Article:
Answered By: Vicki Sciuk Last Updated: Jul 05, 2018 Views: 834
Most items you find in print or in the library's online databases will have a date. But when you are using material from websites, there may not be one.
If there is definitely no date posted or date updated, use the abbreviation n.d. (short for "no date") in the parenthesis where the date would normally go in your citation: (n.d.)
But first please make sure there really is no date. Blog posts are usually dated near the top of the article; so are news items or events listings. Online magazines, newspapers, and reports should have dates also.
Webpages with reliable information usually have a "date updated", so you know whether the facts are current, or may have have changed. If it's not near the top of the article, scroll down to the bottom of the page, or the bottom of the whole topic if it goes on for multiple pages. Clicking on a print icon or printer-friendly version often helps, since it puts everything in one document, with the date either near the top or the bottom.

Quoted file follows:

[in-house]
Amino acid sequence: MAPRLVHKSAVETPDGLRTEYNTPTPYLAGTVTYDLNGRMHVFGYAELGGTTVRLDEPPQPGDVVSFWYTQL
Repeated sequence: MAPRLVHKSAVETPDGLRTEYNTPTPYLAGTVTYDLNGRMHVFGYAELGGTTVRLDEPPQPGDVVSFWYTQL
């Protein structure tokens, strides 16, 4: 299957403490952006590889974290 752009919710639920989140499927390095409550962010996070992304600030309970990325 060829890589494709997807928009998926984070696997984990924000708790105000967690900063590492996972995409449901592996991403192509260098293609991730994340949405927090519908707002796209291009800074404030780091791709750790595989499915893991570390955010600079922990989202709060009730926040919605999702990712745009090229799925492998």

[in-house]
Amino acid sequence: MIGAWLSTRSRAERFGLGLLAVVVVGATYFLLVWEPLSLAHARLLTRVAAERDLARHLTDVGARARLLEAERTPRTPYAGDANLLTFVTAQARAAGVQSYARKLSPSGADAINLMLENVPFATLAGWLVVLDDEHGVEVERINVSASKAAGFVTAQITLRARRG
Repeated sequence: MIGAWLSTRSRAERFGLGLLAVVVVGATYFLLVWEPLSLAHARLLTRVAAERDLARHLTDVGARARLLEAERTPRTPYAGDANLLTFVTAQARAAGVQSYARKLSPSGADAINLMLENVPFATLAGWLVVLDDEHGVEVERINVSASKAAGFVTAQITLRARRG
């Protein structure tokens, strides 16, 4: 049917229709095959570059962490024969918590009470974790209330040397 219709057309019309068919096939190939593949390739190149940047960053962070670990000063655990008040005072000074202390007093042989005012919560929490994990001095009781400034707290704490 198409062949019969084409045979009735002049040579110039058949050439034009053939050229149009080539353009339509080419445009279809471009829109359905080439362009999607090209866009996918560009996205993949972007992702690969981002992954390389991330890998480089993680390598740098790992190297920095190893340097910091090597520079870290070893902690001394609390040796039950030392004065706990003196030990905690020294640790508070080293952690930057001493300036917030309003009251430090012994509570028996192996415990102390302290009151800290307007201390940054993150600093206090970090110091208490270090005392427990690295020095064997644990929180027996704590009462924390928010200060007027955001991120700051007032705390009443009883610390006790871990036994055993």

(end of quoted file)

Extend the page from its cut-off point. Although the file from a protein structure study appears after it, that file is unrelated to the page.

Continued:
APA Example with no date:
Author, A. (n.d.). Title of document [such as article, book chapter, webpage]. Title of where it is found [such as magazine, journal, book or website]. Retrieved from http://URL
Bear, Y. (n.d.). My life in Yellowstone Park. Bears Life. Retrieved from http://bearlife.com/....
In-Text Citation: (Author, n.d.); (Bear, n.d.)
There is a lot of information about APA & MLA citations from the CAS here:
If you are missing other parts of a citation, look at the boxes called Missing Information? in the brochures below.